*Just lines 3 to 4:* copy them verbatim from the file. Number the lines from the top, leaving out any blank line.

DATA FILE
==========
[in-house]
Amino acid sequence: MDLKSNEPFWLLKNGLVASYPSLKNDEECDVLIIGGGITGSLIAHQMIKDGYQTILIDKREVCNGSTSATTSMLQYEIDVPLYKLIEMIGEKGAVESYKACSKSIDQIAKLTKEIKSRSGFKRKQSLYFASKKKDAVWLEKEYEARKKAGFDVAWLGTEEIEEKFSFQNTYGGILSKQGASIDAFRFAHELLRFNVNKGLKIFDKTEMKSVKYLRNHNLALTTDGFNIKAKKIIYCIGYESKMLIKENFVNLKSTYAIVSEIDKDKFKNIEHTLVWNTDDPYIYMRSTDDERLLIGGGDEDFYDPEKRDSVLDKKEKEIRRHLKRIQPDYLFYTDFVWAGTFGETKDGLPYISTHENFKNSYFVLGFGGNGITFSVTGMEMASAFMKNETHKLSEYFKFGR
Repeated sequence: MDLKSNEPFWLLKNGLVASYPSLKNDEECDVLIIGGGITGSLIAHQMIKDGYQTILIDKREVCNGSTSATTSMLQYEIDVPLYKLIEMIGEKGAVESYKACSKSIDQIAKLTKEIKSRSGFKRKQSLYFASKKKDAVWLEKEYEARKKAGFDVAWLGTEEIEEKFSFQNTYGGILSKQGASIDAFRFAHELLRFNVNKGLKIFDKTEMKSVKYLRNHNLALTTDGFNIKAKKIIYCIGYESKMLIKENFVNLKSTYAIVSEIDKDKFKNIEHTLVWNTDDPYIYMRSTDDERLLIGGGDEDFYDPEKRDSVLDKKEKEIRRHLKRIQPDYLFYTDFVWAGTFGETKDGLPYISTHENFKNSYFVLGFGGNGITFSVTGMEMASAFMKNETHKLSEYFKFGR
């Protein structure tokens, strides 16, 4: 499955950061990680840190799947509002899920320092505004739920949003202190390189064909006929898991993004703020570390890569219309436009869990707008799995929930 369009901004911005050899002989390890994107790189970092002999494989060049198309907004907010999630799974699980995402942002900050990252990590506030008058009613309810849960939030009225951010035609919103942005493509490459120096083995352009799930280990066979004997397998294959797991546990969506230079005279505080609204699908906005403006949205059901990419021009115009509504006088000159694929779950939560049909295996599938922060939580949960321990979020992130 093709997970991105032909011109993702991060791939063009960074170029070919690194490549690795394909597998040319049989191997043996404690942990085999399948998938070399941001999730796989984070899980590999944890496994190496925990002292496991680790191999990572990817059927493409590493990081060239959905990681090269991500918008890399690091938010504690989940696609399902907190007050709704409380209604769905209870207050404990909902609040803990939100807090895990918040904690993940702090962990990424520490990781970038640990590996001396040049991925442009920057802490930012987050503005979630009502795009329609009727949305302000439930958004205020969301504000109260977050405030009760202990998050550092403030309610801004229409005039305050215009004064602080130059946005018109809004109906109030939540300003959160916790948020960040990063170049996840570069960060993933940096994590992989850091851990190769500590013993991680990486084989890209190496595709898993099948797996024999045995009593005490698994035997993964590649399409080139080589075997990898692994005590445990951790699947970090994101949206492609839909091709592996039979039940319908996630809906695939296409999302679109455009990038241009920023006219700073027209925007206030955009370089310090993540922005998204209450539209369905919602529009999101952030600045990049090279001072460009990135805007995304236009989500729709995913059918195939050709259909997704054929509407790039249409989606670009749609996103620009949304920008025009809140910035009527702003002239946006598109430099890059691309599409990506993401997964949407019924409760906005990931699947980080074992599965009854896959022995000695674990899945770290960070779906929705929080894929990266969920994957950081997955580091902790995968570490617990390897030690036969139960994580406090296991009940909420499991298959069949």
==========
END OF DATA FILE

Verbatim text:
Repeated sequence: MDLKSNEPFWLLKNGLVASYPSLKNDEECDVLIIGGGITGSLIAHQMIKDGYQTILIDKREVCNGSTSATTSMLQYEIDVPLYKLIEMIGEKGAVESYKACSKSIDQIAKLTKEIKSRSGFKRKQSLYFASKKKDAVWLEKEYEARKKAGFDVAWLGTEEIEEKFSFQNTYGGILSKQGASIDAFRFAHELLRFNVNKGLKIFDKTEMKSVKYLRNHNLALTTDGFNIKAKKIIYCIGYESKMLIKENFVNLKSTYAIVSEIDKDKFKNIEHTLVWNTDDPYIYMRSTDDERLLIGGGDEDFYDPEKRDSVLDKKEKEIRRHLKRIQPDYLFYTDFVWAGTFGETKDGLPYISTHENFKNSYFVLGFGGNGITFSVTGMEMASAFMKNETHKLSEYFKFGR
């Protein structure tokens, strides 16, 4: 499955950061990680840190799947509002899920320092505004739920949003202190390189064909006929898991993004703020570390890569219309436009869990707008799995929930 369009901004911005050899002989390890994107790189970092002999494989060049198309907004907010999630799974699980995402942002900050990252990590506030008058009613309810849960939030009225951010035609919103942005493509490459120096083995352009799930280990066979004997397998294959797991546990969506230079005279505080609204699908906005403006949205059901990419021009115009509504006088000159694929779950939560049909295996599938922060939580949960321990979020992130 093709997970991105032909011109993702991060791939063009960074170029070919690194490549690795394909597998040319049989191997043996404690942990085999399948998938070399941001999730796989984070899980590999944890496994190496925990002292496991680790191999990572990817059927493409590493990081060239959905990681090269991500918008890399690091938010504690989940696609399902907190007050709704409380209604769905209870207050404990909902609040803990939100807090895990918040904690993940702090962990990424520490990781970038640990590996001396040049991925442009920057802490930012987050503005979630009502795009329609009727949305302000439930958004205020969301504000109260977050405030009760202990998050550092403030309610801004229409005039305050215009004064602080130059946005018109809004109906109030939540300003959160916790948020960040990063170049996840570069960060993933940096994590992989850091851990190769500590013993991680990486084989890209190496595709898993099948797996024999045995009593005490698994035997993964590649399409080139080589075997990898692994005590445990951790699947970090994101949206492609839909091709592996039979039940319908996630809906695939296409999302679109455009990038241009920023006219700073027209925007206030955009370089310090993540922005998204209450539209369905919602529009999101952030600045990049090279001072460009990135805007995304236009989500729709995913059918195939050709259909997704054929509407790039249409989606670009749609996103620009949304920008025009809140910035009527702003002239946006598109430099890059691309599409990506993401997964949407019924409760906005990931699947980080074992599965009854896959022995000695674990899945770290960070779906929705929080894929990266969920994957950081997955580091902790995968570490617990390897030690036969139960994580406090296991009940909420499991298959069949």